Sunday, May 13, 2007

New MS tool isolates Office 2003 zero-day exploits

Microsoft plans to ship a file conversion tool to give Office 2003 users a chance to protect against exploits rigged into .doc, .xls, .ppt documents.

The tool, called MOICE (Microsoft Office Isolated Conversion Environment), is a direct response to the nonstop zero-day attacks that use rigged Word, Excel and Powerpoint documents to plant call-home Trojans on government and corporate networks.

Microsoft has already built new protection mechanisms into the Office 2007 software suite but customers running older versions of Office are at the highest risk. The statistics are telling: Since January 2006, Microsoft has shipped 20 bulletins covering code-execution holes in Office 2003. Over that same period, only 2 bulletins were shipped for Office 2007.

Facing pressure from .gov and .mil customers, Microsoft is hoping MOICE can offer some temporary respite for users who have not yet upgraded to Office 2007.

The groundwork for MOICE has already been laid with the decision to ship an update to Group policy as a non-security update during Patch Tuesday. The group policy update allows IT administrators to have granular control over which types of files users can and cannot access, specifically requiring they open and save only files that are in the OpenXML format.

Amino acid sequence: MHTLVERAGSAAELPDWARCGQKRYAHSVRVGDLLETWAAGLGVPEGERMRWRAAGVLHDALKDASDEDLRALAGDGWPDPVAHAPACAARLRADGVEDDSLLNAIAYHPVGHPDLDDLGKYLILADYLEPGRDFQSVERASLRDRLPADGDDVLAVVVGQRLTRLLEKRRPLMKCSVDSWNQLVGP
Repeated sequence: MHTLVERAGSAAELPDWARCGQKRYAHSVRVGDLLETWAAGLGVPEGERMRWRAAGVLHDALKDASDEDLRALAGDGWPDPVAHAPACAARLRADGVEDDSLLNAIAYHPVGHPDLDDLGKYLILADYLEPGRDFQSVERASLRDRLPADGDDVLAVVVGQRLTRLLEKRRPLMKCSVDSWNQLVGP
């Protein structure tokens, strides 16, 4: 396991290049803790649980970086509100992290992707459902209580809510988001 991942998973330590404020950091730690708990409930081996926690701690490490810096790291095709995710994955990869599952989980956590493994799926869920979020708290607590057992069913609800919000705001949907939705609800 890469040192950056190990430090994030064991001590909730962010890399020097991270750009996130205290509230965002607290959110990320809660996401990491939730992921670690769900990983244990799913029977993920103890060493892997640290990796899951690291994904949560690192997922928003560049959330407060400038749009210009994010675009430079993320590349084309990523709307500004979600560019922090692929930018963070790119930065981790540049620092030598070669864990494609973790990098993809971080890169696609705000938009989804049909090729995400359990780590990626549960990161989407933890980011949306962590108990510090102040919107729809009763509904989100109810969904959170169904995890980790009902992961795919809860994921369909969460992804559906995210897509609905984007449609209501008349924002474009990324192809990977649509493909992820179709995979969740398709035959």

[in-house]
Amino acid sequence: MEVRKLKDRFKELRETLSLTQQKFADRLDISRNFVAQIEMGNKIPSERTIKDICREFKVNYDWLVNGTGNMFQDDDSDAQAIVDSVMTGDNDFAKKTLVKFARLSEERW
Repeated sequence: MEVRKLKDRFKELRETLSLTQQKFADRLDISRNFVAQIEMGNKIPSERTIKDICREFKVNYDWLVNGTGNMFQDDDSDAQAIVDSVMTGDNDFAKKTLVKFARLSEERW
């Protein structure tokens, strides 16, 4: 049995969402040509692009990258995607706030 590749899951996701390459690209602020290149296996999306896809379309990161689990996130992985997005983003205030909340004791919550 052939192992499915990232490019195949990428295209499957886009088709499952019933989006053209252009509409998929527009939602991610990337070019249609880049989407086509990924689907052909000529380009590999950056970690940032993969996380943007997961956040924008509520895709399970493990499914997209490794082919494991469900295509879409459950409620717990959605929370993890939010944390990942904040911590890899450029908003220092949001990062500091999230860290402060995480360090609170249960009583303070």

With MOICE, the plan is to give users a free tool to allow Office 2003 files to be converted to an OpenXML format.

When installed on desktop machines and used in conjunction with Group Policy settings, MOICE initiates a process that converts documents in legacy (.doc) formats to OpenXML formats, stripping out potentially harmful elements that could pose a potential security risk.
The conversion process takes place in a safe, quarantined sandbox environment, so the user's computer is fully protected.

"We recommend that organizations who are concerned about targeted file format attacks, and are interested in achieving the very highest levels of security consider deploying [the MOICE tool]," a Microsoft spokesman said.

The tool was supposed to ship this week but was delayed while Redmond cleans up some bugs related non-English versions of Office 2003.

No comments: